Now our school leaders don’t know what to do. Thus they’ve decided to weed these students out before accepting them. Say what?! I know, I thought the same. Because of “not having the resources or the team,” future 1st graders have to attend a few subjects on a Saturday in a classroom setting to see how they do. From there, the admin and teachers observe to see from their perspective who may have a “special need” and can’t fit our bill.

people fear
This breaks my heart, but I understand why the school has done this. There are a myriad of reasons that would take more posts to delve into, but again, it breaks my heart. These students, children…are misunderstood. How would you feel? What would you do in my situation? Comments from teachers and parents alike would be great! I’m all ears.


Wrapping Up, But Not Done

Exactly two weeks from today, my wife, our boy (inside of her!) and I will fly back to Qingdao for our fourth year there. The past several blogs I have written were part of a series entitled Culture Shocks in China. While shocks will inevitably still happen upon return, I would like to take the focus off of that since the upcoming weeks and months to come will be much different from the past four years of my life. With that said, I have enjoyed writing, processing and sharing some of my deepest struggles with you. But the truth is…it’s time to move on.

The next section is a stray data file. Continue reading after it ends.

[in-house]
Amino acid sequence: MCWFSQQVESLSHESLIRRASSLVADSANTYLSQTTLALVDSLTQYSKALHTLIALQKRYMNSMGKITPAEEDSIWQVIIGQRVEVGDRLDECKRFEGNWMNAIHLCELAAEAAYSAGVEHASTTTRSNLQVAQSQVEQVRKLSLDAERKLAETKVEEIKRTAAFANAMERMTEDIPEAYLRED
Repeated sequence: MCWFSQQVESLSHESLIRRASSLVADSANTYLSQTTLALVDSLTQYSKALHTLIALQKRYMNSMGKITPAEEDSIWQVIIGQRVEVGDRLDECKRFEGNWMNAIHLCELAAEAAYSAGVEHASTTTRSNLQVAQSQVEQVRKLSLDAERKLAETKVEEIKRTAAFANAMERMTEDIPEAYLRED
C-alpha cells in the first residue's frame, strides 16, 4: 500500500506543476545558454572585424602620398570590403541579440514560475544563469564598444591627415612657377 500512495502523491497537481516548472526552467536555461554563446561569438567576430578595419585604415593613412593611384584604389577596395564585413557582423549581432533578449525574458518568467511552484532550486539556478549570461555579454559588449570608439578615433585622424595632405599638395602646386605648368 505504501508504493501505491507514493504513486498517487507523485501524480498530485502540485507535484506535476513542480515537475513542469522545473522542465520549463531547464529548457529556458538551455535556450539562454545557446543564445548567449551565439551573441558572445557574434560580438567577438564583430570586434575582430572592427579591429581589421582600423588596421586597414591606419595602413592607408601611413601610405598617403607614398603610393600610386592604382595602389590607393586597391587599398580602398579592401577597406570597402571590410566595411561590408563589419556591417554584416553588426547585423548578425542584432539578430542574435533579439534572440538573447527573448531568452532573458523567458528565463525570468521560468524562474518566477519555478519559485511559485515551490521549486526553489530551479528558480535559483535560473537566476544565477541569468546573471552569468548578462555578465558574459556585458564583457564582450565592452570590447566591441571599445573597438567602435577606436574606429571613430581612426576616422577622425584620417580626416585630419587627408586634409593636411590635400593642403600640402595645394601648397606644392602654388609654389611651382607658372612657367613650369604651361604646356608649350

A couple friends have recently informed me that when living in a place that’s not your own, it’s around the 3-year mark that the most frustrations will happen. The result—either I make or break. I don’t have to envision and force change of this other culture within my ethnocentric self; I can let my heart break from that selfish desire. Because of being daily reminded about this struggle while we’ve been in the US, I took a couple days this week to read several chapters from a book called Foreign to Familiar by Sarah A. Lanier. I wasn’t up for a whole new book since I just started another really good one, but I wanted to see what content this one held. At least a few caught my eye because of living in China so I thumbed through them.

1. Hot- Versus Cold-Climate Cultures

3. Direct Versus Indirect Communication

4. Individualism Versus Group Identity

8. Different Concepts of Time and Planning

9. Practical Next Steps

Why these chapters? They’re the ones where I have wrestled with the most, especially 3 and 8. What gnaws at me now is what I read on those pages. Stories that are sincerely unfathomable and practical steps that sound like a piece of cake are all being stirred up in my confused mind. But they caused me to remember what one of my friends said, “It’s the fourth through seventh year when the most fruit from your labor can show.” So there is a bright future ahead… Friends are certainly for providing encouragement and challenges.